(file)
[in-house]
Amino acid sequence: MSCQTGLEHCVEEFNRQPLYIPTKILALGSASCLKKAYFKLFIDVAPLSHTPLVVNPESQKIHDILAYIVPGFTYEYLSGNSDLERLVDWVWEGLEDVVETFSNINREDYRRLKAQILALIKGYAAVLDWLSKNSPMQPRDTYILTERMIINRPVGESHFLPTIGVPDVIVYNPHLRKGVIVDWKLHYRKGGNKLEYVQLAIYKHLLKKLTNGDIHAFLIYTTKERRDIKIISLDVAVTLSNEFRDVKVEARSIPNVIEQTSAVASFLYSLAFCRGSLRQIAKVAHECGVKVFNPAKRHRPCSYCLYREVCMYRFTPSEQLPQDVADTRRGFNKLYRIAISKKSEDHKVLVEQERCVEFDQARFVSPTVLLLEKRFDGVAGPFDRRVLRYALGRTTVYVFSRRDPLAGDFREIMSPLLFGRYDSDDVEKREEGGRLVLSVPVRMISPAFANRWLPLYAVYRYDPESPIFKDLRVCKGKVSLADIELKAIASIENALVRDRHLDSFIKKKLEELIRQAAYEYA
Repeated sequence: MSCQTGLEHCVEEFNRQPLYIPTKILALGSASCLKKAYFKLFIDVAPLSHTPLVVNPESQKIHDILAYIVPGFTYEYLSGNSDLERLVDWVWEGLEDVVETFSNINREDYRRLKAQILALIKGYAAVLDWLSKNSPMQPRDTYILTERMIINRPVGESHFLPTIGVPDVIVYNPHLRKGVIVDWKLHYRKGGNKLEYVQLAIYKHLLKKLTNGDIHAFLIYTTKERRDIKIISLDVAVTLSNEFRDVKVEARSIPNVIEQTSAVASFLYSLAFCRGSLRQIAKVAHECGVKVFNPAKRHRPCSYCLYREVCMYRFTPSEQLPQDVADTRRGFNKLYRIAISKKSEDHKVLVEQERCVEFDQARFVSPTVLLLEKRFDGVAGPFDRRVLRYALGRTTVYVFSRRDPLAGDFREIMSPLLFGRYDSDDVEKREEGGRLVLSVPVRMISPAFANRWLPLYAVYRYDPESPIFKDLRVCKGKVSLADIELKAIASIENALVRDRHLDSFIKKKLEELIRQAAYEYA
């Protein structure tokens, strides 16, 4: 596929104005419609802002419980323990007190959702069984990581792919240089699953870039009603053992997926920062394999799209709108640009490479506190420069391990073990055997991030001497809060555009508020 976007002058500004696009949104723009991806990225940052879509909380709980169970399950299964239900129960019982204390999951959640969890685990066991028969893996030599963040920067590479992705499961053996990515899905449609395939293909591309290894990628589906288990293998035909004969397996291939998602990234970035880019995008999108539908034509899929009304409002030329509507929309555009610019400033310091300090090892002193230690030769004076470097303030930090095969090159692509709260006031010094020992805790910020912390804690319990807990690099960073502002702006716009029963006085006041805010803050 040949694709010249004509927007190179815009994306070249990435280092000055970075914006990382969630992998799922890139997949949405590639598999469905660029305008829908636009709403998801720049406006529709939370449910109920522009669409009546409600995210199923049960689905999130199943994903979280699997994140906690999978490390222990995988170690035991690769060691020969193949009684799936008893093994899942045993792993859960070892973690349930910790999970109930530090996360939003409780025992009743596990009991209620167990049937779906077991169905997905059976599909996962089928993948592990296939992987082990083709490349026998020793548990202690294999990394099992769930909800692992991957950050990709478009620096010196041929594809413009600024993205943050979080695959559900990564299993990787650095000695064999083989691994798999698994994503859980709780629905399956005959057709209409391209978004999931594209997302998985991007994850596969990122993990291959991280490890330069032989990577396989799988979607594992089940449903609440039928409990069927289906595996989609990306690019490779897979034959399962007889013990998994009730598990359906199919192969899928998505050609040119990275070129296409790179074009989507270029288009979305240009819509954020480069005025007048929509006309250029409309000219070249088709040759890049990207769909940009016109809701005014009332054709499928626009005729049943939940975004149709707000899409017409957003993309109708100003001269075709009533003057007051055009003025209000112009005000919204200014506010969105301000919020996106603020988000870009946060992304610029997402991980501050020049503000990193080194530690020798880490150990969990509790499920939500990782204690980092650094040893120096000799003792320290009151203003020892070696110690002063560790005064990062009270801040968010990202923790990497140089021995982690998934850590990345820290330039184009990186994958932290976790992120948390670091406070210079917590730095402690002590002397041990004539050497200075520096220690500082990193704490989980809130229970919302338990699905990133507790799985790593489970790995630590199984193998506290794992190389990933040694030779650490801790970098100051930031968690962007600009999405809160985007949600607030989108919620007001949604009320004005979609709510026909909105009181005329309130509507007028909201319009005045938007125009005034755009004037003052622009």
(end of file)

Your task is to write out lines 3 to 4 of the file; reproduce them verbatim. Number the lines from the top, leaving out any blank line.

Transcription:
Repeated sequence: MSCQTGLEHCVEEFNRQPLYIPTKILALGSASCLKKAYFKLFIDVAPLSHTPLVVNPESQKIHDILAYIVPGFTYEYLSGNSDLERLVDWVWEGLEDVVETFSNINREDYRRLKAQILALIKGYAAVLDWLSKNSPMQPRDTYILTERMIINRPVGESHFLPTIGVPDVIVYNPHLRKGVIVDWKLHYRKGGNKLEYVQLAIYKHLLKKLTNGDIHAFLIYTTKERRDIKIISLDVAVTLSNEFRDVKVEARSIPNVIEQTSAVASFLYSLAFCRGSLRQIAKVAHECGVKVFNPAKRHRPCSYCLYREVCMYRFTPSEQLPQDVADTRRGFNKLYRIAISKKSEDHKVLVEQERCVEFDQARFVSPTVLLLEKRFDGVAGPFDRRVLRYALGRTTVYVFSRRDPLAGDFREIMSPLLFGRYDSDDVEKREEGGRLVLSVPVRMISPAFANRWLPLYAVYRYDPESPIFKDLRVCKGKVSLADIELKAIASIENALVRDRHLDSFIKKKLEELIRQAAYEYA
């Protein structure tokens, strides 16, 4: 596929104005419609802002419980323990007190959702069984990581792919240089699953870039009603053992997926920062394999799209709108640009490479506190420069391990073990055997991030001497809060555009508020 976007002058500004696009949104723009991806990225940052879509909380709980169970399950299964239900129960019982204390999951959640969890685990066991028969893996030599963040920067590479992705499961053996990515899905449609395939293909591309290894990628589906288990293998035909004969397996291939998602990234970035880019995008999108539908034509899929009304409002030329509507929309555009610019400033310091300090090892002193230690030769004076470097303030930090095969090159692509709260006031010094020992805790910020912390804690319990807990690099960073502002702006716009029963006085006041805010803050 040949694709010249004509927007190179815009994306070249990435280092000055970075914006990382969630992998799922890139997949949405590639598999469905660029305008829908636009709403998801720049406006529709939370449910109920522009669409009546409600995210199923049960689905999130199943994903979280699997994140906690999978490390222990995988170690035991690769060691020969193949009684799936008893093994899942045993792993859960070892973690349930910790999970109930530090996360939003409780025992009743596990009991209620167990049937779906077991169905997905059976599909996962089928993948592990296939992987082990083709490349026998020793548990202690294999990394099992769930909800692992991957950050990709478009620096010196041929594809413009600024993205943050979080695959559900990564299993990787650095000695064999083989691994798999698994994503859980709780629905399956005959057709209409391209978004999931594209997302998985991007994850596969990122993990291959991280490890330069032989990577396989799988979607594992089940449903609440039928409990069927289906595996989609990306690019490779897979034959399962007889013990998994009730598990359906199919192969899928998505050609040119990275070129296409790179074009989507270029288009979305240009819509954020480069005025007048929509006309250029409309000219070249088709040759890049990207769909940009016109809701005014009332054709499928626009005729049943939940975004149709707000899409017409957003993309109708100003001269075709009533003057007051055009003025209000112009005000919204200014506010969105301000919020996106603020988000870009946060992304610029997402991980501050020049503000990193080194530690020798880490150990969990509790499920939500990782204690980092650094040893120096000799003792320290009151203003020892070696110690002063560790005064990062009270801040968010990202923790990497140089021995982690998934850590990345820290330039184009990186994958932290976790992120948390670091406070210079917590730095402690002590002397041990004539050497200075520096220690500082990193704490989980809130229970919302338990699905990133507790799985790593489970790995630590199984193998506290794992190389990933040694030779650490801790970098100051930031968690962007600009999405809160985007949600607030989108919620007001949604009320004005979609709510026909909105009181005329309130509507007028909201319009005045938007125009005034755009004037003052622009």